More information on how the Federal Reserve’s recently lowered rates impact preexisting debt and refinancing options.

5 Things You Should Know Before Declaring Bankruptcy on Student Loans

Declaring Bankruptcy on Student Loans

Student loan debt is on the rise across the country as students take in more and more loans to finance their rising tuition fees. In fact, Americans collectively own more than $1.5 trillion in student debt, and the figure is still rising. If you are struggling with managing your student debt, you may wish to file for bankruptcy. However, there are some things you should know before declaring bankruptcy on student loans.

1. Qualifying for Chapter 7 Is Difficult

To file for chapter 7 bankruptcy, you must first make sure you are eligible for it by passing the means test. The income requirements often disqualify many bankruptcy filers from filing under this Chapter.

2. Filing for Bankruptcy Won’t Guarantee a Debt Discharge

Even if you qualify for Chapter 7, you would still have to prove to the court that you are not in the position to pay your student loan debt. You will have to convince the judge that the debt is inflicting extreme hardship on your well-being and that your financial situation is unlikely to change in the near future. As one would expect, cases that win out are quite rare. Filing under Chapter 13 is easier, but it would only reorganize your repayment plans based on your judged ability to pay back the loan.

3. Filing Bankruptcy Is a Stressful Process

It should be stressed that filing for bankruptcy is a lengthy process. Debt discharge can take up to 4 to 6 months under Chapter 7 – that is if you win at court. During the process, you will have to manage finances for the legal fees involved, as well as go through a lengthy list of paperwork. Therefore, seeking the advice of an experienced attorney can help ensure your case is successful. Don’t be discouraged though. While your student loans may not be discharged and the process may be stressful – you may still be able to get some relief. Bankruptcy can eliminate your other debts freeing you up to tackle your student loans or allow you to put them in a reorganization plan.  For some loans, there may even be an income-driven repayment program you can avail yourself of in conjunction with your bankruptcy case.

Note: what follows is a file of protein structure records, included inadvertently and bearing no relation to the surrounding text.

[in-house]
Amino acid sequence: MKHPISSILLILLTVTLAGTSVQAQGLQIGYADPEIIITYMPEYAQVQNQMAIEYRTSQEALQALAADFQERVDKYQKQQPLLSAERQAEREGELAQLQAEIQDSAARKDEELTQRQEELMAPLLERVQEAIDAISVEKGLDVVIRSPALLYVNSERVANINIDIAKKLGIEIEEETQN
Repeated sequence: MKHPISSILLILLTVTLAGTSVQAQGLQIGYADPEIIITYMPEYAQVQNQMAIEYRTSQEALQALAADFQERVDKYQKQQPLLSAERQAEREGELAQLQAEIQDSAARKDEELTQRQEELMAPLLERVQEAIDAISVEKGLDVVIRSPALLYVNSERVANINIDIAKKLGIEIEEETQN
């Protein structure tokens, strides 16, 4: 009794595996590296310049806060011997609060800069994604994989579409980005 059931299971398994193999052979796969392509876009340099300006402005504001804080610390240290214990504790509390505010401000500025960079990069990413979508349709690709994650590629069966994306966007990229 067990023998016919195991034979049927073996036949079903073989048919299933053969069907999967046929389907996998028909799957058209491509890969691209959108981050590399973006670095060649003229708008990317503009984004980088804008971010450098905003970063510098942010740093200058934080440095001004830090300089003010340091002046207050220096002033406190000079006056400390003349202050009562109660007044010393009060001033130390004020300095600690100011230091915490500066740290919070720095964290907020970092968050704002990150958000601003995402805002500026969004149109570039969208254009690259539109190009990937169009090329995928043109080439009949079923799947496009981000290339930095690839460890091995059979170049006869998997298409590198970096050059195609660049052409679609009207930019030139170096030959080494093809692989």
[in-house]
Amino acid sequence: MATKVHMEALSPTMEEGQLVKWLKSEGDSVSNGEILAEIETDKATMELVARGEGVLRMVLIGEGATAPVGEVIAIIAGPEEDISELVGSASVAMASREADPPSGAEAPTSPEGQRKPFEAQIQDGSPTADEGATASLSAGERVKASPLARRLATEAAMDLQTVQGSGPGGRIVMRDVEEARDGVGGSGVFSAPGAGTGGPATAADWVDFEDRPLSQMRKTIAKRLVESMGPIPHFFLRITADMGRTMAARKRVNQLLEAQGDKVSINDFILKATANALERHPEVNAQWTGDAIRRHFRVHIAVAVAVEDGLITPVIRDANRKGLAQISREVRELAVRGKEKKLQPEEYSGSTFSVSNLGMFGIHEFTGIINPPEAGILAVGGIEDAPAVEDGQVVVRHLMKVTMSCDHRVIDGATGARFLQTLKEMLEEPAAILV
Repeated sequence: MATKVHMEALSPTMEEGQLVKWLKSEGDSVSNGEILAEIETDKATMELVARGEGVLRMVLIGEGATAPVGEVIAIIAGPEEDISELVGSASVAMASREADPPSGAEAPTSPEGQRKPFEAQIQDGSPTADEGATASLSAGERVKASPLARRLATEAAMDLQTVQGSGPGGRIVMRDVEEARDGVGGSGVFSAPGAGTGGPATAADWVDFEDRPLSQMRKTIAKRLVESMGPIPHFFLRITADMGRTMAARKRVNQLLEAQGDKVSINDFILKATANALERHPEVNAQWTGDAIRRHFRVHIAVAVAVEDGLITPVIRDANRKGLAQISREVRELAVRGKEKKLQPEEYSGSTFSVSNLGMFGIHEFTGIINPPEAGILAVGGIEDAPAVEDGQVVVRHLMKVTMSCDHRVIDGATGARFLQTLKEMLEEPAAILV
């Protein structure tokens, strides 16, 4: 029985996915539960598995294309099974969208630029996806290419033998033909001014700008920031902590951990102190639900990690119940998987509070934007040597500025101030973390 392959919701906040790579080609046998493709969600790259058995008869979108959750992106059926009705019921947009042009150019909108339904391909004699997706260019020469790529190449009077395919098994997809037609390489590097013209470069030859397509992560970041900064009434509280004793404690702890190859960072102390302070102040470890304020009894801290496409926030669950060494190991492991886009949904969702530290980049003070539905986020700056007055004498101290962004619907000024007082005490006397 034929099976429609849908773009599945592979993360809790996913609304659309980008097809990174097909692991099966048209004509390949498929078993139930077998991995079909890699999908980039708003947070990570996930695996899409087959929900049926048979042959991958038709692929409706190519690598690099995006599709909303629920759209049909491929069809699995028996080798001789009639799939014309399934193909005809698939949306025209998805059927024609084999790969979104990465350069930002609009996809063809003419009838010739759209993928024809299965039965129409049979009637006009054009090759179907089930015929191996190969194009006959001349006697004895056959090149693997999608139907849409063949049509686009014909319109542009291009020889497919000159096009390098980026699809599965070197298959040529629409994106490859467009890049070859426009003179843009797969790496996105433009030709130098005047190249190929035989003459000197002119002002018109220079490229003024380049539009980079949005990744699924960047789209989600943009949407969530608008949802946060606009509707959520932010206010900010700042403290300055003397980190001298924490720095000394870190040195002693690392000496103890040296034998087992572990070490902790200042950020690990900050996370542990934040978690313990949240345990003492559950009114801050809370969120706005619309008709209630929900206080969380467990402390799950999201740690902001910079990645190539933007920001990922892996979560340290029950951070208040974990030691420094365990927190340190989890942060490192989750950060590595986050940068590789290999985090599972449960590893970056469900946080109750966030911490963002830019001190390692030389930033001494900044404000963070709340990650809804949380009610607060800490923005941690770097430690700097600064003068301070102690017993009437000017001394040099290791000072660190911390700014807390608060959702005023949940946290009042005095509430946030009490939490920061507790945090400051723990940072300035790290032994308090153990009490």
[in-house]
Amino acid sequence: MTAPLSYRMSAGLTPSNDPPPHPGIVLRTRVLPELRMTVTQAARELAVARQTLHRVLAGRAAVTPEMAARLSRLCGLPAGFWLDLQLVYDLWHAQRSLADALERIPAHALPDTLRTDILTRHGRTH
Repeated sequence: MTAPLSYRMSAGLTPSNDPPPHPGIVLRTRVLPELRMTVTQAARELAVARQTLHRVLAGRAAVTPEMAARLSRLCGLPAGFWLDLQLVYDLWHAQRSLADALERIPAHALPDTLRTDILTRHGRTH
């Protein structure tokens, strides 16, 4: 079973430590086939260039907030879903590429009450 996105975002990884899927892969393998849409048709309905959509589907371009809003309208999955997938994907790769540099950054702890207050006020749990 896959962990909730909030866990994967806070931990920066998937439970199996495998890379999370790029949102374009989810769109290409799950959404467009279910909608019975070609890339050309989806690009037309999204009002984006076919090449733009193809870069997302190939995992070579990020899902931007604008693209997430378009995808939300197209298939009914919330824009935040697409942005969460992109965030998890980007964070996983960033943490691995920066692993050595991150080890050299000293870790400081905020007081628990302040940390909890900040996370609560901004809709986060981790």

4. You Can’t Hack Your Way out with a Credit Card

Some clever-mind students may think that they can cheat the system by putting all their student debt on their credit card and then file for its bankruptcy. However, such an attempt would be categorized as fraud. If the court thinks that the attempt was deliberate, expect some negative consequences.

5. It Will Impact Your Financial Health

A completed bankruptcy can linger on your credit report for up to 10 years, impacting your financial health. This may sound discouraging, but not filing for bankruptcy and allowing your debt issue to worsen would also negatively impact your credit score. Discharging your debt allows you to start anew with a clean slate, and many are able to rebuild their financial well-being even before the bankruptcy gets dropped off their report.


Get Legal Help

If you fail to plan, you plan to fail. As mentioned before, filing for bankruptcy is a tiresome process and the court case will not always result in your favor. Therefore, a qualified legal attorney is essential for helping you navigate successfully through the figurative legal labyrinth.

At the Law Offices of Sean T. Flynn, PLLC in Austin, TX, I offer personalized legal assistance for filing under Chapter 7 and Chapter 13 the bankruptcy code. With over 8 years of experience in the profession, you can be sure to obtain a satisfactory resolution in a bankruptcy case. Call + 512-640-3340 or contact me online to schedule an appointment.

Get A Fresh Start

Schedule a time to speak with an expereinced Bankruptcy Attorney today!